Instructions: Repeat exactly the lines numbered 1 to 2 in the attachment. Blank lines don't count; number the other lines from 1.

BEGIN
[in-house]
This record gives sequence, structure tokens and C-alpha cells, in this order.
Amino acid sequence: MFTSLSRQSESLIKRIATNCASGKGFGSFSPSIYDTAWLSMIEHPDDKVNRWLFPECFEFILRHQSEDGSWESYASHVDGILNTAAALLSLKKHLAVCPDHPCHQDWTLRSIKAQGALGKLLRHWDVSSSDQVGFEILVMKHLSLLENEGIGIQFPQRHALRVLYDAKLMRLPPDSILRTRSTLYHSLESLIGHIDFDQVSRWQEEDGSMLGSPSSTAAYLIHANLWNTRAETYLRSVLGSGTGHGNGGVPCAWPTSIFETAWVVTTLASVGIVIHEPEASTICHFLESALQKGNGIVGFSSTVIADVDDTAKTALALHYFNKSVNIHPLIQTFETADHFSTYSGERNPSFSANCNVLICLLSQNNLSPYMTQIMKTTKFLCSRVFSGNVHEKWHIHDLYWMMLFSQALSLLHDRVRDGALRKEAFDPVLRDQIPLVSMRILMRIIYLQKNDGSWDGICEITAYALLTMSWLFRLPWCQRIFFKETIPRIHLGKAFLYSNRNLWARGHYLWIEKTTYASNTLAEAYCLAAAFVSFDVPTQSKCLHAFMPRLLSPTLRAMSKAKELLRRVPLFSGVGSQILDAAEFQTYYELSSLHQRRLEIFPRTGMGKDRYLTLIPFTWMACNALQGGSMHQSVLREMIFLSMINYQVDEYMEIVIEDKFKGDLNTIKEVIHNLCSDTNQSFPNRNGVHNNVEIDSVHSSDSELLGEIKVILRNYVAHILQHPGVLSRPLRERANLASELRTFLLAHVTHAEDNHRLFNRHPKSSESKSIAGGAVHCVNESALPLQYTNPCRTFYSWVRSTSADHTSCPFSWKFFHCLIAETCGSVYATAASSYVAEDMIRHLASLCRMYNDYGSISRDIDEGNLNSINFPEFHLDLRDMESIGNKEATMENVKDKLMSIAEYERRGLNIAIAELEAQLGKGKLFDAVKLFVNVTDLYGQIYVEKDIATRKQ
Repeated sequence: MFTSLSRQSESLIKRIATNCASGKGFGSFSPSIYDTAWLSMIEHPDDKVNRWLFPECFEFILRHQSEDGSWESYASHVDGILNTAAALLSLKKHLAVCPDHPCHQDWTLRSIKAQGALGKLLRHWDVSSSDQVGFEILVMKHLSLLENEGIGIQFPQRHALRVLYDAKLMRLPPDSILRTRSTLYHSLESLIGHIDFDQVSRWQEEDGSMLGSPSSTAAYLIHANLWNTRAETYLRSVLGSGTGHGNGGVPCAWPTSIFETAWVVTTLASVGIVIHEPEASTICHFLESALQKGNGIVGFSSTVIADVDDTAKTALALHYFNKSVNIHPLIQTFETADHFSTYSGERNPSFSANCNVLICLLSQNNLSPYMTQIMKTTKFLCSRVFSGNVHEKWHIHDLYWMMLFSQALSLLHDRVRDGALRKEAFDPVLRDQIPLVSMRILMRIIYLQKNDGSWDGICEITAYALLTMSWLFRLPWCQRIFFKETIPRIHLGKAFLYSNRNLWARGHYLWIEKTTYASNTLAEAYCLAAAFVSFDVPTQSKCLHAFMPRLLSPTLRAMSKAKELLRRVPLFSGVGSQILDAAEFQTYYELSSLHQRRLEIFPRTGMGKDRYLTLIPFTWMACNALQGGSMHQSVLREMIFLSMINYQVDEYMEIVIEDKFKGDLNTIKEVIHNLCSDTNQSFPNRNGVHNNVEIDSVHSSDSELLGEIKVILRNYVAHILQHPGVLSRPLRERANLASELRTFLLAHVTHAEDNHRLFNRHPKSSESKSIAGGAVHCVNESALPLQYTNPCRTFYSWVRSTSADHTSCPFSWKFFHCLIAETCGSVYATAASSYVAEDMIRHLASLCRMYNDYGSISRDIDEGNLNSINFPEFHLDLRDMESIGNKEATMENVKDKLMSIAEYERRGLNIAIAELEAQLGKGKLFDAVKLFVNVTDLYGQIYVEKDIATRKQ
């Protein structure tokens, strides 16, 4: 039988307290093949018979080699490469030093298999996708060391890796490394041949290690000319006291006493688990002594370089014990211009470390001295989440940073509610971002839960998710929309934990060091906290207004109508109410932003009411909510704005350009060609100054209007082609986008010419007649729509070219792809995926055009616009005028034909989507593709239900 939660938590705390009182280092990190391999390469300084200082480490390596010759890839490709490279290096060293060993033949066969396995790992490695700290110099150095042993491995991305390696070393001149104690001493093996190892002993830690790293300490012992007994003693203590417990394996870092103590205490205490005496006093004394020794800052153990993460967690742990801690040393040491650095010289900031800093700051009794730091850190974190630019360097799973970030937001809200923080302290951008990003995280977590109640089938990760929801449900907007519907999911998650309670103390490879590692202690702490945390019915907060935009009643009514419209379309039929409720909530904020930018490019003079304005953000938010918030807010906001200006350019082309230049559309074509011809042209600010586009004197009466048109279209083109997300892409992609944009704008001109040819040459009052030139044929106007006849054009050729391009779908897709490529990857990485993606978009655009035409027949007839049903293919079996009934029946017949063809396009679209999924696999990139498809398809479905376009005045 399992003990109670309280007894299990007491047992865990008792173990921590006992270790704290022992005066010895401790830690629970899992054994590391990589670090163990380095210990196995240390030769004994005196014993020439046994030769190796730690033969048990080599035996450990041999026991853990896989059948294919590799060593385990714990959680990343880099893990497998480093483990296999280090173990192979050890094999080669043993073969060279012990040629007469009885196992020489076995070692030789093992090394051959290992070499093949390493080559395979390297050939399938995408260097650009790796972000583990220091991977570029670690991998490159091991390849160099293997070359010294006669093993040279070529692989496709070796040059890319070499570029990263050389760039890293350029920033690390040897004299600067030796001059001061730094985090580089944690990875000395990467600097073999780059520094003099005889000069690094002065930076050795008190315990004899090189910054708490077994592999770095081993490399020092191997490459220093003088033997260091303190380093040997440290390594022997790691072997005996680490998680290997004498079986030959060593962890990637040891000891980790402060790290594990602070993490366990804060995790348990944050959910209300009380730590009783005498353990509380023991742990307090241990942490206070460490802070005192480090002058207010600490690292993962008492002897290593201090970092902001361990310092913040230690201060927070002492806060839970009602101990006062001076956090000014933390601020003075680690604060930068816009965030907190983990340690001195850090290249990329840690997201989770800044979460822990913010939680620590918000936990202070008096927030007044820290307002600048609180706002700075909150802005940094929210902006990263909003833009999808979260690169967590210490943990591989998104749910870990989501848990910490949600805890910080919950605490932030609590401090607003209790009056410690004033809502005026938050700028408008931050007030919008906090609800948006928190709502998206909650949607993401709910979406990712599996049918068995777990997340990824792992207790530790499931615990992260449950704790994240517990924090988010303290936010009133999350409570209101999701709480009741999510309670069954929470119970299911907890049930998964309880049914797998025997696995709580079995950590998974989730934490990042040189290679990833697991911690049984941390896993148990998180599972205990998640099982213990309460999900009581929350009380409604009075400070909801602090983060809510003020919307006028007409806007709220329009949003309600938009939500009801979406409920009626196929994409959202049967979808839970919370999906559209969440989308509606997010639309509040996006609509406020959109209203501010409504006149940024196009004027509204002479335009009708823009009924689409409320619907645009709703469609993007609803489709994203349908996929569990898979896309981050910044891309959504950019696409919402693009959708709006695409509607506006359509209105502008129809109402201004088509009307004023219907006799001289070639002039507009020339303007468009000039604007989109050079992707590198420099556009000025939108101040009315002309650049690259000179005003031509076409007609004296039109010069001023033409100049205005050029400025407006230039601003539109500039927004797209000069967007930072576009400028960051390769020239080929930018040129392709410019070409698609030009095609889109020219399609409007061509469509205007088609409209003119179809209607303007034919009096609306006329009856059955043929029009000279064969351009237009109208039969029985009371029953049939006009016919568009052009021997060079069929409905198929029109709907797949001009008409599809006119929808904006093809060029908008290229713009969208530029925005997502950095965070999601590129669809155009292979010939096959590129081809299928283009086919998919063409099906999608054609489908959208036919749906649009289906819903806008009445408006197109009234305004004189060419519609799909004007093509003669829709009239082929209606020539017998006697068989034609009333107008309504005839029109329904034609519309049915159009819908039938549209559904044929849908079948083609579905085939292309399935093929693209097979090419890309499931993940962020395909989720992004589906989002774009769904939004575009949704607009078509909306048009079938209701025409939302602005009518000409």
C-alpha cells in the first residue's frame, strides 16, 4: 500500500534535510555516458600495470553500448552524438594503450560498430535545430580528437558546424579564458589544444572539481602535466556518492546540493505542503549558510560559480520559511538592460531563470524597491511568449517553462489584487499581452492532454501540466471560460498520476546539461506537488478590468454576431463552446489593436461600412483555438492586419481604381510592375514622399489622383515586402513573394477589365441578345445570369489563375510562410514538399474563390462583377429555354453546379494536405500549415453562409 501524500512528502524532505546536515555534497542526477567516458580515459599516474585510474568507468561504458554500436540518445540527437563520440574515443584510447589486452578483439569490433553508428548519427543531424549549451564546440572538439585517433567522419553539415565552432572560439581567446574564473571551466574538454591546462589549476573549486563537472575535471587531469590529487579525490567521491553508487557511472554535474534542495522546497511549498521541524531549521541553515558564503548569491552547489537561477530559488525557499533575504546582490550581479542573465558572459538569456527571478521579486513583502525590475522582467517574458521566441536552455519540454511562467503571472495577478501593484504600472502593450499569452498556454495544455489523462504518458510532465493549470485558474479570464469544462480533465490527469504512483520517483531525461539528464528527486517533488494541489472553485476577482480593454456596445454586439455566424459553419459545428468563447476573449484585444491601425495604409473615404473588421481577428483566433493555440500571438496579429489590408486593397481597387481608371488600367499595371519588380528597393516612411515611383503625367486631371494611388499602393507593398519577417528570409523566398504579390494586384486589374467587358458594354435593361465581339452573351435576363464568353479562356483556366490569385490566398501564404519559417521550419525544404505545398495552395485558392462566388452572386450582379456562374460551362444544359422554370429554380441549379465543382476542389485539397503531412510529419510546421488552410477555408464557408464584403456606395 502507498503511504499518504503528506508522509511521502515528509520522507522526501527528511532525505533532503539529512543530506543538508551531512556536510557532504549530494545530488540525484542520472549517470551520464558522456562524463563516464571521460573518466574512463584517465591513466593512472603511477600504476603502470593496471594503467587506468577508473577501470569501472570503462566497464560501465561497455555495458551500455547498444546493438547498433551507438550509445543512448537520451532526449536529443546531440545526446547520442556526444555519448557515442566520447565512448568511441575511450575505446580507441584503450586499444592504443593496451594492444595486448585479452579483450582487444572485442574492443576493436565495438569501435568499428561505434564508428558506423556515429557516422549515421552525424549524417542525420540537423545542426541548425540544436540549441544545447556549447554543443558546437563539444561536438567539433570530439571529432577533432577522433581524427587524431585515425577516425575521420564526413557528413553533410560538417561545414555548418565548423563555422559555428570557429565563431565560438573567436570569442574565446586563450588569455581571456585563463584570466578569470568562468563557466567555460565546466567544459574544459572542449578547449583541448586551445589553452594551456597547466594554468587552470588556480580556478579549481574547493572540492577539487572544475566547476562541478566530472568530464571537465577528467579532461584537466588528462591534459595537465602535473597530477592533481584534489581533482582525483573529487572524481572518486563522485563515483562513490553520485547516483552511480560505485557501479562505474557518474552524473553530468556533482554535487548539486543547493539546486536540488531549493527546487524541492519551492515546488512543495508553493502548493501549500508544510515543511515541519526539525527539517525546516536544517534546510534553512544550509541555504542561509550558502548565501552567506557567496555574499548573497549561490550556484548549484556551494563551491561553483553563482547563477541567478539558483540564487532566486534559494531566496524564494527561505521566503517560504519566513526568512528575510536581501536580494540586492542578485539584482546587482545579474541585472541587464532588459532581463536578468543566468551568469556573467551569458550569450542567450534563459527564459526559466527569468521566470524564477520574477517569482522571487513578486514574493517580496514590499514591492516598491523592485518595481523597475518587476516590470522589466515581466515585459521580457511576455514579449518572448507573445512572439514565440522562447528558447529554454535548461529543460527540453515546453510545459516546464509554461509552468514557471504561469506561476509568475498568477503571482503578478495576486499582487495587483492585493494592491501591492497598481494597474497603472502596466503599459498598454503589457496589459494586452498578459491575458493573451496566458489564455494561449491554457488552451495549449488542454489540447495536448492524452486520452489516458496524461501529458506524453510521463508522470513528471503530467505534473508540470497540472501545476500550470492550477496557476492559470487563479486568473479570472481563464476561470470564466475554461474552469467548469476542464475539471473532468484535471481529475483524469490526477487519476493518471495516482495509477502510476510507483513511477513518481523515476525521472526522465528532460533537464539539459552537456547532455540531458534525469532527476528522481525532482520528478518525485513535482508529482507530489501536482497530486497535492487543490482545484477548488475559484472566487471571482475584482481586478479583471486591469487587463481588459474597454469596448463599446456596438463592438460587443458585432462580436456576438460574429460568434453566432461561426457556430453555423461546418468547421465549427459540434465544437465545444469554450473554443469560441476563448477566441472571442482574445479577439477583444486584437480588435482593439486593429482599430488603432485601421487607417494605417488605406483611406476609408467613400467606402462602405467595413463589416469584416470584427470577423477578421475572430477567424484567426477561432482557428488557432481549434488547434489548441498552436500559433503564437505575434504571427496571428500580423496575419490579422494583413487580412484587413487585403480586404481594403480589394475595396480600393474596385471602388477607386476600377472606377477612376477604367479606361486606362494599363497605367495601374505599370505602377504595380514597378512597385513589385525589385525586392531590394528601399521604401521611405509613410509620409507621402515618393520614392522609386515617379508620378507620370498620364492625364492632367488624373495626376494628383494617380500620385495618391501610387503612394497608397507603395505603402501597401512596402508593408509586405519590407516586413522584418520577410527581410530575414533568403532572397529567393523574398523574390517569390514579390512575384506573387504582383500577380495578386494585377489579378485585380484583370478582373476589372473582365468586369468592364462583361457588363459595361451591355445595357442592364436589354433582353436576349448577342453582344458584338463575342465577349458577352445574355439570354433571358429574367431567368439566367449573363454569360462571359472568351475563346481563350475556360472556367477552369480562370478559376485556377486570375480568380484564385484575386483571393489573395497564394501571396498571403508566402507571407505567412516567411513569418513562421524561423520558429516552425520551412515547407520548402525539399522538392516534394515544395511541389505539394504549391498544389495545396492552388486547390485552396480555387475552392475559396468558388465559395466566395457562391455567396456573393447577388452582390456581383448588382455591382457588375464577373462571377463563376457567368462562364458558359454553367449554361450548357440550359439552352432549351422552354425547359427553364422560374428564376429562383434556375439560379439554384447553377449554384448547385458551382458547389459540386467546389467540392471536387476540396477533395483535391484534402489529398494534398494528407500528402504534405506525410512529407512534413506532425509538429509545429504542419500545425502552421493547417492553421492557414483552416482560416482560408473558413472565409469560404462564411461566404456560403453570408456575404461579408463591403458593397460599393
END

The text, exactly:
[in-house]
This record gives sequence, structure tokens and C-alpha cells, in this order.